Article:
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Could Cisco's Intercloud give it another chokehold on the Internet?

We asked senior veep Nick Earle what it means

If we don't help our partners, 'their financial model is going to collapse'

Earle argues that the strategy should deliver more revenue potential for partners: “What we need to do is find a way that cloud becomes an enabler of value, adding differentiation and profitability for the channel.”

Bonfire. Pic: DiAnn L'Roy, Flickr

Bonfire: Cisco doesn't want this to happen to its channel partners

Some partners will still concentrate on their competencies – and for some that is, and always will be, simply shifting hardware. Yet, Earle argues, the market place aspect of Intercloud will enable them to access services, products and the like offered by others, and vice versa.

He adds: “I think it is fundamentally important to have profitability, especially given the likely shakeout of the cloud market that’s coming due to the financial pressures we see.”

“End users will buy services because they know they’re secure and compliant, resellers will sell other people’s services because they don’t have vertical expertise.”

“Intercloud is actually a fundamental enabler of future channel profitability, because if we don’t find a way for our channel partners to make money out of cloud, then their financial model is going to collapse.”

The technology should allow this, but who operates the market? Why, Cisco, of course.

“The intent is we operate the market place on Intercloud and we will additionally have a ‘curated experience.” Aggregators - distributors and the like, resellers - will operate their own sub market places.

“As in any exchange, there’s different things, different exchanges, and they link together into a bigger exchange. So Cisco’s going to enable the big exchange. We haven’t announced any pricing or whatever. We’re just building it right now.”

“So yes, we see a world of many clouds, and a world of many market places but they’re all connected.”

If there’s a familiar ring to that, it may be that some of the Openstack promise/hype has lodged permanently in your brain. That could be secure flipping of workloads between private, hybrid, public and public clouds. Or it could be the sound of large vendors with a large stake in the status quo promising a new ecosystem model in the face of overwhelming competition from AWS, Google and Azure.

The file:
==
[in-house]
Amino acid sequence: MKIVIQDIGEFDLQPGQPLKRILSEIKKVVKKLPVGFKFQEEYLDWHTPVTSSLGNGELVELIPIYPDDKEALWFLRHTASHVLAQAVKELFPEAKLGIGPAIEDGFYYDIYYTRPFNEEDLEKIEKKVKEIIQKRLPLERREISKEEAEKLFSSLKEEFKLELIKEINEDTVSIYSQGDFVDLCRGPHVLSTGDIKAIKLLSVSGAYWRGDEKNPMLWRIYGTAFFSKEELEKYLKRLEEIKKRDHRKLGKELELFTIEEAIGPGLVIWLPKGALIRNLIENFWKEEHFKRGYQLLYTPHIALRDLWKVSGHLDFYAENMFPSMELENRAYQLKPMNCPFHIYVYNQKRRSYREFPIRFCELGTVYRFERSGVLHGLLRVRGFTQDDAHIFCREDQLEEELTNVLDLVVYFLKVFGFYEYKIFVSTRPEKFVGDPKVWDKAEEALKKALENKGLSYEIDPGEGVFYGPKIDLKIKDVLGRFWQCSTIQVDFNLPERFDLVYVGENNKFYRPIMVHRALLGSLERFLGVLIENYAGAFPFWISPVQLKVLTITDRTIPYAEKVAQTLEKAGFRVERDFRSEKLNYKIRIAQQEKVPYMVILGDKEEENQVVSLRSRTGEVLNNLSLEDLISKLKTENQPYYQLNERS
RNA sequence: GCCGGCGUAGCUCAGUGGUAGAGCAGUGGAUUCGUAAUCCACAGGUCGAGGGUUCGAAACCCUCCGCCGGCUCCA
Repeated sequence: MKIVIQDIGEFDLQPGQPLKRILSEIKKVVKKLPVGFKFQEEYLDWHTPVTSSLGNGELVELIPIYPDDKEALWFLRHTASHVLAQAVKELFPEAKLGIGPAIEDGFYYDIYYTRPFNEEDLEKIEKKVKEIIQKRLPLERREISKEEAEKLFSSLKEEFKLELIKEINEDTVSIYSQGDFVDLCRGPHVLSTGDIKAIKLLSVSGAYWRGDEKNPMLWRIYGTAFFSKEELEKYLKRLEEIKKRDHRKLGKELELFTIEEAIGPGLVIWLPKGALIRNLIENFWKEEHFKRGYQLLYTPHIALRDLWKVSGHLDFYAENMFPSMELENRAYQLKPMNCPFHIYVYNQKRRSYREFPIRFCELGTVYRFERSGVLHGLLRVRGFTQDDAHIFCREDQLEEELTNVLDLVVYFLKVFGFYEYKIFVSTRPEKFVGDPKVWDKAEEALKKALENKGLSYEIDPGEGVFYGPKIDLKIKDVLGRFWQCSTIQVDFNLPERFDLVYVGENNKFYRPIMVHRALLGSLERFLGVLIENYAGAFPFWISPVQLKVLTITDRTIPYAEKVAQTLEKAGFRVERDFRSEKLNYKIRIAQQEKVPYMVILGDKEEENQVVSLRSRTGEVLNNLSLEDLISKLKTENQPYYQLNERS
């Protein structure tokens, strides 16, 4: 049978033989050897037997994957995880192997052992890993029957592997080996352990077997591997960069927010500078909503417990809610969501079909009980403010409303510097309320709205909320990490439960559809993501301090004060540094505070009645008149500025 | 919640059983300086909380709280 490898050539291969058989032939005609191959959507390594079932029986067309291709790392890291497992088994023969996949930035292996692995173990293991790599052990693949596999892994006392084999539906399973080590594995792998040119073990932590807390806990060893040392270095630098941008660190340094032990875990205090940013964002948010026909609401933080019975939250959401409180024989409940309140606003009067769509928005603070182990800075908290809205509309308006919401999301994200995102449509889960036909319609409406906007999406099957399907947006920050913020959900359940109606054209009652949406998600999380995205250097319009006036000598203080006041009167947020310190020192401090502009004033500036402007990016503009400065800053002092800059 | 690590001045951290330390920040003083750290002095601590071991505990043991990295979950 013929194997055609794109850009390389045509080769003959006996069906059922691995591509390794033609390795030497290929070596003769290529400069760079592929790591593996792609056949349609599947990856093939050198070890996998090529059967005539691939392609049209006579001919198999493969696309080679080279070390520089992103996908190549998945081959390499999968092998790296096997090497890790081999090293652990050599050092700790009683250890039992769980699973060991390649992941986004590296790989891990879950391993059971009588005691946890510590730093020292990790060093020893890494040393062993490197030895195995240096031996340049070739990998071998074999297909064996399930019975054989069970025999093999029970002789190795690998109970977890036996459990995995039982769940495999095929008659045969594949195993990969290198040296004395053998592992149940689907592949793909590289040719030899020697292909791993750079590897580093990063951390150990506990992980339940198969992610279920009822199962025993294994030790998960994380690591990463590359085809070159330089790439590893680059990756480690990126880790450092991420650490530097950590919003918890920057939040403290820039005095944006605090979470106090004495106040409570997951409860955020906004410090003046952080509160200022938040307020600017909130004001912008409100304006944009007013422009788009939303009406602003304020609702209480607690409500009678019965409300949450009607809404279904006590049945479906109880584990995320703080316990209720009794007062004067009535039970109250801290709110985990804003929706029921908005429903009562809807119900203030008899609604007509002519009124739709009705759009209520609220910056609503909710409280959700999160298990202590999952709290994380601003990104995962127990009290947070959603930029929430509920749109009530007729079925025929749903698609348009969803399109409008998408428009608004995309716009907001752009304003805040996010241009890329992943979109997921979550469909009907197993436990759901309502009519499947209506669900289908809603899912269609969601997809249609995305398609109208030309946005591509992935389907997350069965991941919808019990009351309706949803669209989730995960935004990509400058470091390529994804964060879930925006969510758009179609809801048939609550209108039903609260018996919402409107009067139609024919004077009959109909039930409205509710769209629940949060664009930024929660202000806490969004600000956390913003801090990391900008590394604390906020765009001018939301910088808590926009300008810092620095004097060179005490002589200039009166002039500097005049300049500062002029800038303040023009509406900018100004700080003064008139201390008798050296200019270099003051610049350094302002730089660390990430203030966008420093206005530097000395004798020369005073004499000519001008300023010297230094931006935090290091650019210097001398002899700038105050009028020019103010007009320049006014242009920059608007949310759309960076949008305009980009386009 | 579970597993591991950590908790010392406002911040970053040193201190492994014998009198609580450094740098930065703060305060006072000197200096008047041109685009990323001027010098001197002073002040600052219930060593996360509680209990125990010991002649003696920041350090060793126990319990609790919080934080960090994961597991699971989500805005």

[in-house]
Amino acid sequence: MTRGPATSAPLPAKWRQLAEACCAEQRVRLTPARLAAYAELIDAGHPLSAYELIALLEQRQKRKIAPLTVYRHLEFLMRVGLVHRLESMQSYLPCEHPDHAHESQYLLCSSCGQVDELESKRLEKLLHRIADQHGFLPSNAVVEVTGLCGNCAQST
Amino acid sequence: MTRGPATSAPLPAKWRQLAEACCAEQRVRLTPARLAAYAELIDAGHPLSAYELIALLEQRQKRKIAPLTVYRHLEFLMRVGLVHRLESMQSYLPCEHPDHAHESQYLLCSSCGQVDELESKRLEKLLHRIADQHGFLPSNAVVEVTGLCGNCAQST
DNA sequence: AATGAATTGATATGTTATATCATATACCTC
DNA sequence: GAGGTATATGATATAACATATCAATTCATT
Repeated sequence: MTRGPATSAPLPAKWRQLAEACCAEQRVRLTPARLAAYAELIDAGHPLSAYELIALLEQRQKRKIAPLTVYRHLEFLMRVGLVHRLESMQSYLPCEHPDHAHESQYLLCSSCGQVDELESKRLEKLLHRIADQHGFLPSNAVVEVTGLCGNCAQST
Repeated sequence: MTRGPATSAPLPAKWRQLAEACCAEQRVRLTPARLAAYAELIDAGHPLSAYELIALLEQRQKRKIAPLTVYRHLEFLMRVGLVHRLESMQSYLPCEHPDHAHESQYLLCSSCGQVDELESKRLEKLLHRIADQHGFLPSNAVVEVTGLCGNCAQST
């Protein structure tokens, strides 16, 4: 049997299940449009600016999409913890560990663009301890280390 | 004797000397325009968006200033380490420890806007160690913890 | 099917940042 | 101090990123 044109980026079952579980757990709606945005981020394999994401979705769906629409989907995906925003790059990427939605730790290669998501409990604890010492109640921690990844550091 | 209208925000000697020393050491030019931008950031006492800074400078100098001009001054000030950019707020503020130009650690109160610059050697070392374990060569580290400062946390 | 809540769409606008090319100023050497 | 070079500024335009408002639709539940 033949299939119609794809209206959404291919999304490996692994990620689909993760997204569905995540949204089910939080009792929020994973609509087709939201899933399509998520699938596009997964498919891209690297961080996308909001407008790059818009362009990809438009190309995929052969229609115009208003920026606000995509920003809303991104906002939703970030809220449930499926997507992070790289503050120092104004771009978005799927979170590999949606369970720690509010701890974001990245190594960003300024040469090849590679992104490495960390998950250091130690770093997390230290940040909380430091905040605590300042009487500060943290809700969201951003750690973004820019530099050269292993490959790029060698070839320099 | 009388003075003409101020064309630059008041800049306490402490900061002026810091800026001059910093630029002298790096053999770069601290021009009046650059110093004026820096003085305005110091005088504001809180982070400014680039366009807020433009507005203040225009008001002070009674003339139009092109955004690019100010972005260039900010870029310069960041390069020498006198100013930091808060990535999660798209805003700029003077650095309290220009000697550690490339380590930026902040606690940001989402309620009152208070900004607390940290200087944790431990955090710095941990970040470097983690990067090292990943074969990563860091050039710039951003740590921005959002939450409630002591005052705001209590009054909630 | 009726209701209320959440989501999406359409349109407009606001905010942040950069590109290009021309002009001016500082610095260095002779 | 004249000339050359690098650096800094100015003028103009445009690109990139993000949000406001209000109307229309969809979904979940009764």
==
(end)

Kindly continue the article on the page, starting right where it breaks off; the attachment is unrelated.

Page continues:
Or it could be the nagging suspicion that the cut-throat competition between the big three cloud players poses a threat to everyone in the market - including the big three.

At the conference where we spoke to Earle, Canalys chief Steve Brazier had called time on the big three public cloud vendors' capacity to continually slash their prices and build out their businesses. At the same time, the talk was of whether other providers, and partners, and vendors, could survive this three way death match/land grab.

Earle was loathe to comment directly on the economic principles behind AGA’s slugfest, and any comparisons with earlier “land grab” eras, for example 1999. He doesn’t really need to though. He was working in Silicon Valley at the time, and saw the dot com hype and eventual bust up at close quarters.

“Our view is that regardless of whether companies can attract funding, at the end of the day, a partner ecosystem is fundamental to success and you have to show a way in which partners can make money.”

“So what we’re doing is enabling everybody to get together to share the investment and to trade together.”

“Eventually, the basic laws of economics and finance win.”

“I think the history of the IT industry over 30 years has shown several cases where there was a phase two because two people strangled each other to death in their race to be the leader in phase one. It’s starting to look like that.”

If Intercloud plays out as planned, Cisco will have pulled off the incredible stunt of establishing a chokehold on phase one of the internet, and using its free hand to get a grip on phase two. ®

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